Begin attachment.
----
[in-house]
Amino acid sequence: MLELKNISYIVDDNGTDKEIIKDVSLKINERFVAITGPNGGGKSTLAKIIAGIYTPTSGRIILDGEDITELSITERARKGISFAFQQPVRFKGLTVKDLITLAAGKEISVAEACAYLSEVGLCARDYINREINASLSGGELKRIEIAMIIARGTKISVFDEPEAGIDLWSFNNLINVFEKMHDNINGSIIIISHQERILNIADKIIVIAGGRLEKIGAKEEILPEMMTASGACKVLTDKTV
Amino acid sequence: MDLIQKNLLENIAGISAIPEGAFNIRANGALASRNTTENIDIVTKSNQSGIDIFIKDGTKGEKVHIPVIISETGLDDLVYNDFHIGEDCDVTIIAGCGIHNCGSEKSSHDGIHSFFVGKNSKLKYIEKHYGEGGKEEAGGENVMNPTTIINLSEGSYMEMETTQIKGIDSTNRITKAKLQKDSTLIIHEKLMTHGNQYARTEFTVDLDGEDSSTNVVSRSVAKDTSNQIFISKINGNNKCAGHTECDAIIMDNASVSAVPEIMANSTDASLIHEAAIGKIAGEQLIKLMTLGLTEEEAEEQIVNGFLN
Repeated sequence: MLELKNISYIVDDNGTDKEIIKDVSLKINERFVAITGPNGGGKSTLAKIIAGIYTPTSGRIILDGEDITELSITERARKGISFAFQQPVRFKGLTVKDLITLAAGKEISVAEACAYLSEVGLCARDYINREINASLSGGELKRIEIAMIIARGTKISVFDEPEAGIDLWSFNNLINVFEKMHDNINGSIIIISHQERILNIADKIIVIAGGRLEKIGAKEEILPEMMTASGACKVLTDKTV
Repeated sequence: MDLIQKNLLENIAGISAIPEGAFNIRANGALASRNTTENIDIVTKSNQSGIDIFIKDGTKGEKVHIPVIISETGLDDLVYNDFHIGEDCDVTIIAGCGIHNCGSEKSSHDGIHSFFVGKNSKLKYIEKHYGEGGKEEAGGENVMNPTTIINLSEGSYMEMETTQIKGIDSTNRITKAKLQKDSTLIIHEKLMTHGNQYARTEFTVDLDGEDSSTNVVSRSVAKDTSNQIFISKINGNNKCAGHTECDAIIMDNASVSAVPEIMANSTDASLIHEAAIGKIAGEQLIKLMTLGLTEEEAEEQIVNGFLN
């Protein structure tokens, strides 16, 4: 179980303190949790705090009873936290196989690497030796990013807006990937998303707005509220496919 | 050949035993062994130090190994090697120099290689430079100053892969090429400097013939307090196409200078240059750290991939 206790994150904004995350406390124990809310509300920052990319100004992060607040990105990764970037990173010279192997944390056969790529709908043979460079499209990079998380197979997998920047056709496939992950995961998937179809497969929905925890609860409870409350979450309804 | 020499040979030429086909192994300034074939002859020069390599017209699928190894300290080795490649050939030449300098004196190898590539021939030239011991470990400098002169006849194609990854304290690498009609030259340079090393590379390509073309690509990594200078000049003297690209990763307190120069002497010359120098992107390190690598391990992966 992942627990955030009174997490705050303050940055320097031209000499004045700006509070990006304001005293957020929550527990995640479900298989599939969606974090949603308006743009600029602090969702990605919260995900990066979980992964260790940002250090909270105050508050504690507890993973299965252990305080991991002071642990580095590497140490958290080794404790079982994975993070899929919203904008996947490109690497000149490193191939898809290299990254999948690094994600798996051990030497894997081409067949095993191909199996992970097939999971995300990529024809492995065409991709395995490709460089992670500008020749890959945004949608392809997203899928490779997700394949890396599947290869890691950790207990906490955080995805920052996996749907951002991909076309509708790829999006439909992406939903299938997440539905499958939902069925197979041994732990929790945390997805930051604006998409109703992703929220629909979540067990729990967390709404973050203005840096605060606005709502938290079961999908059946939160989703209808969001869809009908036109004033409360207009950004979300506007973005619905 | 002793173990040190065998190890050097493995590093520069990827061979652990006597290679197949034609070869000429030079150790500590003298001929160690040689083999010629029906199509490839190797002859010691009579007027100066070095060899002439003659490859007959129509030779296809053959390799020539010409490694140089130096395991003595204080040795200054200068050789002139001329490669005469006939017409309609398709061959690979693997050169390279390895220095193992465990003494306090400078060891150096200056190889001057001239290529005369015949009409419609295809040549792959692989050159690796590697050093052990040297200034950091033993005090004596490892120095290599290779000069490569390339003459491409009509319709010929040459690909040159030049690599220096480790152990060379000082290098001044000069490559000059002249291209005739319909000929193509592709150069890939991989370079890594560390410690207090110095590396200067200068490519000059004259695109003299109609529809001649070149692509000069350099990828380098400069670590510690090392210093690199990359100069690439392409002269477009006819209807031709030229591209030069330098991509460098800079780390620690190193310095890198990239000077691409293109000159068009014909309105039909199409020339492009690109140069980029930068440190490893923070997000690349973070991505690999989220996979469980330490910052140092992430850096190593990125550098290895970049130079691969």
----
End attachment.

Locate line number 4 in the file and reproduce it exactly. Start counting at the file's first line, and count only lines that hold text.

Repeated sequence: MLELKNISYIVDDNGTDKEIIKDVSLKINERFVAITGPNGGGKSTLAKIIAGIYTPTSGRIILDGEDITELSITERARKGISFAFQQPVRFKGLTVKDLITLAAGKEISVAEACAYLSEVGLCARDYINREINASLSGGELKRIEIAMIIARGTKISVFDEPEAGIDLWSFNNLINVFEKMHDNINGSIIIISHQERILNIADKIIVIAGGRLEKIGAKEEILPEMMTASGACKVLTDKTV